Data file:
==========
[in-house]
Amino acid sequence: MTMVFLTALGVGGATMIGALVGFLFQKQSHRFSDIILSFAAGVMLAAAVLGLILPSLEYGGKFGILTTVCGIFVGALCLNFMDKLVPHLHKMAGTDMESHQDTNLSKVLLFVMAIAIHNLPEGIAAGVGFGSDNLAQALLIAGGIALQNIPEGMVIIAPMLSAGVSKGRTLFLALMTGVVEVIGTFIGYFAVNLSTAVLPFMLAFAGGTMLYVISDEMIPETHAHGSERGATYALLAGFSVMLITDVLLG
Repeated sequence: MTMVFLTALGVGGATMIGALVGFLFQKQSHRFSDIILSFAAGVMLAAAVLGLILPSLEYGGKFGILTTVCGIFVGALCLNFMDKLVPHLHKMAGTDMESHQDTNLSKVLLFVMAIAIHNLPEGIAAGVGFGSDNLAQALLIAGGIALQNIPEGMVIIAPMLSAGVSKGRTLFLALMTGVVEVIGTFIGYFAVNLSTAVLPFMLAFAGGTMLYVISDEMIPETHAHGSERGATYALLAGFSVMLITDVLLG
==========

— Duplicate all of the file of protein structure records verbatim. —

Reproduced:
[in-house]
Amino acid sequence: MTMVFLTALGVGGATMIGALVGFLFQKQSHRFSDIILSFAAGVMLAAAVLGLILPSLEYGGKFGILTTVCGIFVGALCLNFMDKLVPHLHKMAGTDMESHQDTNLSKVLLFVMAIAIHNLPEGIAAGVGFGSDNLAQALLIAGGIALQNIPEGMVIIAPMLSAGVSKGRTLFLALMTGVVEVIGTFIGYFAVNLSTAVLPFMLAFAGGTMLYVISDEMIPETHAHGSERGATYALLAGFSVMLITDVLLG
Repeated sequence: MTMVFLTALGVGGATMIGALVGFLFQKQSHRFSDIILSFAAGVMLAAAVLGLILPSLEYGGKFGILTTVCGIFVGALCLNFMDKLVPHLHKMAGTDMESHQDTNLSKVLLFVMAIAIHNLPEGIAAGVGFGSDNLAQALLIAGGIALQNIPEGMVIIAPMLSAGVSKGRTLFLALMTGVVEVIGTFIGYFAVNLSTAVLPFMLAFAGGTMLYVISDEMIPETHAHGSERGATYALLAGFSVMLITDVLLG